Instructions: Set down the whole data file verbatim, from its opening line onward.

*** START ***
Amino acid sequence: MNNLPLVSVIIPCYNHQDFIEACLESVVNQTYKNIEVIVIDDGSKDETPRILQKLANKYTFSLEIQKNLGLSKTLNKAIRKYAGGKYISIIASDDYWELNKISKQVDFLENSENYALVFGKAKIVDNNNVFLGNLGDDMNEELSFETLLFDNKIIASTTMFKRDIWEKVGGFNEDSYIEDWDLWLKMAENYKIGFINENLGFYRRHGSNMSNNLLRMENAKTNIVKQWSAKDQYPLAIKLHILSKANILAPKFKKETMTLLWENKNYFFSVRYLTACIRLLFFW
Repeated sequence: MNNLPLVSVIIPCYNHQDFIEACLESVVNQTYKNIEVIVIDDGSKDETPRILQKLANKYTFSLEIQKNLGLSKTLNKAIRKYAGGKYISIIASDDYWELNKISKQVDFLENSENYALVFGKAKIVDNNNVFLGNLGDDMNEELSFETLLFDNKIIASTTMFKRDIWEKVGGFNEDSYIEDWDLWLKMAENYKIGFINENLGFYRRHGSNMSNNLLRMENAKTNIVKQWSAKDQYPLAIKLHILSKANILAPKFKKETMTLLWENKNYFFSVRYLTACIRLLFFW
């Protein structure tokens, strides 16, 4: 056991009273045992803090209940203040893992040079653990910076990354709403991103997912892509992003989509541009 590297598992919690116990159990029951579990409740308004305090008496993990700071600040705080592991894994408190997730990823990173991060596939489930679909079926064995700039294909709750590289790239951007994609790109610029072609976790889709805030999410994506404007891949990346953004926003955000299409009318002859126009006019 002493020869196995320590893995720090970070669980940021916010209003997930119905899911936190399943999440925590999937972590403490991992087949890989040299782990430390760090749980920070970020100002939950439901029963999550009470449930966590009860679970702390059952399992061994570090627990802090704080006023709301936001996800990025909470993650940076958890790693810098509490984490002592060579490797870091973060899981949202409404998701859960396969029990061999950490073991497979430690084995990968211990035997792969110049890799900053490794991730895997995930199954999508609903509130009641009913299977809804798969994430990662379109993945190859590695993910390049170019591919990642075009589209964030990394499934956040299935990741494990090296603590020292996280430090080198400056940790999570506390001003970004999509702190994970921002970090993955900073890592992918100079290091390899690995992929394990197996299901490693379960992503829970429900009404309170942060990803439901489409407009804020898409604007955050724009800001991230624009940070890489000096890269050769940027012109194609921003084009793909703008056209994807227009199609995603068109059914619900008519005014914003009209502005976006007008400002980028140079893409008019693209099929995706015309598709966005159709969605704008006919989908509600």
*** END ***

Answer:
Amino acid sequence: MNNLPLVSVIIPCYNHQDFIEACLESVVNQTYKNIEVIVIDDGSKDETPRILQKLANKYTFSLEIQKNLGLSKTLNKAIRKYAGGKYISIIASDDYWELNKISKQVDFLENSENYALVFGKAKIVDNNNVFLGNLGDDMNEELSFETLLFDNKIIASTTMFKRDIWEKVGGFNEDSYIEDWDLWLKMAENYKIGFINENLGFYRRHGSNMSNNLLRMENAKTNIVKQWSAKDQYPLAIKLHILSKANILAPKFKKETMTLLWENKNYFFSVRYLTACIRLLFFW
Repeated sequence: MNNLPLVSVIIPCYNHQDFIEACLESVVNQTYKNIEVIVIDDGSKDETPRILQKLANKYTFSLEIQKNLGLSKTLNKAIRKYAGGKYISIIASDDYWELNKISKQVDFLENSENYALVFGKAKIVDNNNVFLGNLGDDMNEELSFETLLFDNKIIASTTMFKRDIWEKVGGFNEDSYIEDWDLWLKMAENYKIGFINENLGFYRRHGSNMSNNLLRMENAKTNIVKQWSAKDQYPLAIKLHILSKANILAPKFKKETMTLLWENKNYFFSVRYLTACIRLLFFW
């Protein structure tokens, strides 16, 4: 056991009273045992803090209940203040893992040079653990910076990354709403991103997912892509992003989509541009 590297598992919690116990159990029951579990409740308004305090008496993990700071600040705080592991894994408190997730990823990173991060596939489930679909079926064995700039294909709750590289790239951007994609790109610029072609976790889709805030999410994506404007891949990346953004926003955000299409009318002859126009006019 002493020869196995320590893995720090970070669980940021916010209003997930119905899911936190399943999440925590999937972590403490991992087949890989040299782990430390760090749980920070970020100002939950439901029963999550009470449930966590009860679970702390059952399992061994570090627990802090704080006023709301936001996800990025909470993650940076958890790693810098509490984490002592060579490797870091973060899981949202409404998701859960396969029990061999950490073991497979430690084995990968211990035997792969110049890799900053490794991730895997995930199954999508609903509130009641009913299977809804798969994430990662379109993945190859590695993910390049170019591919990642075009589209964030990394499934956040299935990741494990090296603590020292996280430090080198400056940790999570506390001003970004999509702190994970921002970090993955900073890592992918100079290091390899690995992929394990197996299901490693379960992503829970429900009404309170942060990803439901489409407009804020898409604007955050724009800001991230624009940070890489000096890269050769940027012109194609921003084009793909703008056209994807227009199609995603068109059914619900008519005014914003009209502005976006007008400002980028140079893409008019693209099929995706015309598709966005159709969605704008006919989908509600």